“It’s a very complicated project,” he said during the press conference. “The first thing we need to do is remove the murals — who knows how much that will take or cost — then conserve them and store them. Then we’d have to examine the buildings. We’d probably have to demolish part of it and restructure other parts, then we’d have to re-do the foundation … I can’t tell you how long it would take or how much it would cost.”
When asked how the government might finance an architectural project of this scale, Jiménez suggested the possibility of a 0.5% optional surcharge on other infrastructural projects that could go toward rejuvenating SCOP.
“A small contribution,” he says, “we think it would have good reception.”
The SCT hasn’t articulated what the next steps on the project might be. Nor has it outlined any specific ways the buildings might be repurposed. When reached for comment via email, a spokeswoman for the ministry responded only with an audio file of the press conference.
That there is even a debate about saving Centro SCOP has a lot to do with the exhibition at Archivo.
In the immediate aftermath of the 2017 quake, the government had countless other problems to contend with, including dozens of fatalities and thousands of damaged buildings in a territory that spanned from Mexico City to Puebla. Often in natural disasters, the attention goes to colonial buildings. Ballesteros says it is important to draw attention to the country’s Modernist legacy too.
“Carlos Lazo and SCOP, it was so important,” he says, seated in the pleasant Modernist home that serves as Archivo’s gallery. “It was a very exceptional moment for Mexican Modernism.”
Lazo is perhaps best known for overseeing the design and construction of the Ciudad Universitaria, the iconic UNAM campus. That complex also features large-scale modernist buildings covered in murals — such as the Central Library, which was designed by Gustavo Saavedra and Juan Martínez de Velasco in collaboration with O’Gorman, who was both artist and architect. On its facade, the building bears a rock mural by O’Gorman that traces Mexican history through the ages. The building is now one of the visual signposts by which Mexico City is known.
After the completion of the Ciudad Universitaria, Lazo was named minister of public works and turned his attention to creating a headquarters for his ministry. On the site he inherited in Colonia Narvarte were the frames for what had once been intended to be a public hospital. Lazo, with the assistance of two other architects — Augusto Pérez Palacio and Raúl Castro — helped turn these into Centro SCOP.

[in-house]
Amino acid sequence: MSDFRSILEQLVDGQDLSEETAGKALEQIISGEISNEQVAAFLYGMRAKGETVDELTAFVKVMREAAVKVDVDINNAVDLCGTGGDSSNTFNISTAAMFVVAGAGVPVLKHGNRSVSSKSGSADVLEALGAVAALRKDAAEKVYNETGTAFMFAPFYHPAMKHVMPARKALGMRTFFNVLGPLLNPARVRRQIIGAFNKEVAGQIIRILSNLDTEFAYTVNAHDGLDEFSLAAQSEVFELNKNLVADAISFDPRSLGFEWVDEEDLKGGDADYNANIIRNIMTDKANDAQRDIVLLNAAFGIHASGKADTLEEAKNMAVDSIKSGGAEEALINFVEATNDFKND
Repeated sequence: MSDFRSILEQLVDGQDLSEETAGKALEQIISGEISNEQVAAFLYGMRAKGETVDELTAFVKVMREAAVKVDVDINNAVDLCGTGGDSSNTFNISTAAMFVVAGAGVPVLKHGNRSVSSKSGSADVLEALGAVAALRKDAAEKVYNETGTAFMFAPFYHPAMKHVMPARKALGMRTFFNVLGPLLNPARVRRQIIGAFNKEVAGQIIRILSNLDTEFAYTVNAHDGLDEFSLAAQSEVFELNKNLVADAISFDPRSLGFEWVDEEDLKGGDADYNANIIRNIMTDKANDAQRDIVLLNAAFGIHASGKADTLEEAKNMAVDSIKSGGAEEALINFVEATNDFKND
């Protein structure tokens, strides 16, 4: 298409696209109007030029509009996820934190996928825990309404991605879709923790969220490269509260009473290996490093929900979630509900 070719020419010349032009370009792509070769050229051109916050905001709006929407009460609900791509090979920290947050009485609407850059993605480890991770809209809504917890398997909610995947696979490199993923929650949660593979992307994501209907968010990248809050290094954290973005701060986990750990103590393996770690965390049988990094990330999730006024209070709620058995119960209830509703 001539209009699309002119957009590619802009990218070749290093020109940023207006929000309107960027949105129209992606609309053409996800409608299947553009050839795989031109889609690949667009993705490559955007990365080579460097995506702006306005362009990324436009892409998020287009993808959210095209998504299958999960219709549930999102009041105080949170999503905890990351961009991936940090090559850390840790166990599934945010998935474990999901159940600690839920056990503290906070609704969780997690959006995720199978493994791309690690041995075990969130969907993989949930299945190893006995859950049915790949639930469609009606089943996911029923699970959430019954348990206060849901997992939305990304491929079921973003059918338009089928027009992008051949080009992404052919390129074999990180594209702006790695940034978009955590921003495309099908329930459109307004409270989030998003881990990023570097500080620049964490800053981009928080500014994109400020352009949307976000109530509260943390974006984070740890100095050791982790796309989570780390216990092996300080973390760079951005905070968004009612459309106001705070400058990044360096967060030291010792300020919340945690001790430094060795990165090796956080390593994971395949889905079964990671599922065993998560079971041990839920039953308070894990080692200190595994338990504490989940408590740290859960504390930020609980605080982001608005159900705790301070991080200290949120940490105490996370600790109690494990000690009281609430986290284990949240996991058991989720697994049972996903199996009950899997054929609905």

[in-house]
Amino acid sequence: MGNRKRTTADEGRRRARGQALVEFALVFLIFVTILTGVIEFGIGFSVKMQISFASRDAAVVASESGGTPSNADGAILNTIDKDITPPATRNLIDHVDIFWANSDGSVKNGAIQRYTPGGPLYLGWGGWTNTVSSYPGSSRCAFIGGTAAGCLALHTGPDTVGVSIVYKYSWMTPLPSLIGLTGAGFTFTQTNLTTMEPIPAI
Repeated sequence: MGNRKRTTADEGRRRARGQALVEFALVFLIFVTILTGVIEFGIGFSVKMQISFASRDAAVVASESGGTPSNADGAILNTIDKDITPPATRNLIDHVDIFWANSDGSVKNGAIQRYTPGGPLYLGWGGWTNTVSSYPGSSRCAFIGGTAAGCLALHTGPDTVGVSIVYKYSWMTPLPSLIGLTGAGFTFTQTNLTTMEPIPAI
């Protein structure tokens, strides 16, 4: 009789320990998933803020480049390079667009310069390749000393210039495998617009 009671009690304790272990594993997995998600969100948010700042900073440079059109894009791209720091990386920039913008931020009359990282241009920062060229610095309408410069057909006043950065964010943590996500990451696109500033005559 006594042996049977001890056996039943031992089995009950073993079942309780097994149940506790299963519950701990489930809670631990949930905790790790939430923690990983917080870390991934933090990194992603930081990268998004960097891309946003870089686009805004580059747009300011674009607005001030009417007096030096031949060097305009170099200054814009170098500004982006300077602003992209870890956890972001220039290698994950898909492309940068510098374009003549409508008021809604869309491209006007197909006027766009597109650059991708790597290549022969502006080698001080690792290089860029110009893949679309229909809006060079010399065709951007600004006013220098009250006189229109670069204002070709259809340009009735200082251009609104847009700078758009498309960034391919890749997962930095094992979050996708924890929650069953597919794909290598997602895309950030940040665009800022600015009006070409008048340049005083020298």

Like the Ciudad Universaritaria, rock murals were added to break up the monumental scale of the buildings. The designs told the history of Mexico’s great public works, featuring art by high-profile artists such as O’Gorman and Chávez Morado, as well as a slew of other important midcentury figures, including Rosendo Soto, José Gordillo, Guillermo Monroy, Arturo Estrada, Luis Garcia Robledo and Jorge Best.
When Archivo opened its exhibition last year, it intended to highlight the legacy of the complex at a moment in which its fate was in question.
“What we didn’t want was for four months to go by and no one has anything to say about SCOP,” says Ballestero.
For the show, artist Pedro Reyes made a sculpture of a raised fist that employed the Mexican rock mural technique. The collective Tercerunquinto gathered floor tiles from the Centro SCOP that had been displaced by the quake and used them to create an abstract geometric installation. Also on view were various design schematics by architect Fernando Romero, a founder of Archivo, who also happens to be the architect for that $13-billion airport. These showed fragments of the SCOP murals installed as decorative elements around the terminals.
“When we did the show, we knew it was sensational,” says Ballesteros. “It was a provocation. But it seemed feasible. The day after the earthquake, the reports were that the buildings would be demolished.”
The proposal, naturally, generated controversy — not to mention international headlines. And it grew even more heated after Ruiz Esparza announced that the murals would indeed be relocated to the airport. The announcement, says Ballesteros, caught everyone by surprise. “Everyone was still waiting for the structural report,” he says. “There had been no discussion about it.”
The announcement ignited a wave of opposition.
“Those murals belong to the people,” says Ariosto Otero, who helped establish En Defensa del Patrimonio del Centro SCOP, a preservation group consisting of artists, intellectuals and preservationists. “That idea to chop them into pieces — it’s dismembering, to use anatomical terms.”
Otero, who is a muralist himself, says that to divorce the murals from the architecture is to strip them of their context.
“The murals tell the story of communications back to the ancient Mexicans,” he says, seated in a studio cluttered with concept drawings for various commissions. “The idea here was to place them as decorative pieces in the airport.”
“Decorative,” he says again with a tone of disgust.
Last fall, the SCT removed numerous mural panels from a building in the complex that had begun to lean in wake of the earthquake. At the time, the country’s Fine Arts Institute (INBA, in Spanish) issued a press release stating that it had approved the removal, but no structural reports were made public, nor did the government hold any public meetings on the Centro SCOP.
This left many to assume that the fragments were being hauled off to the new airport. In an interview with the Mexican daily Excelsior, Leopoldo Best, the son of one of the muralists, likened the removals to an act of “cultural pillage.”
The inauguration of a new presidential administration in December, and along with that, new leadership at the SCT, has given the Centro SCOP a stay of execution.
But now the question remains: How do you preserve a gargantuan building complex from the 1950s that is covered in 1.5 acres of heavy rock murals — all of which may be structurally unstable? Determining those answers will likely require a mountain of political will and an equivalent mountain of resources.
In the meantime, Centro SCOP sits barricaded, half stripped, a monument not to a nation under construction but instead one that is perhaps beginning to fray.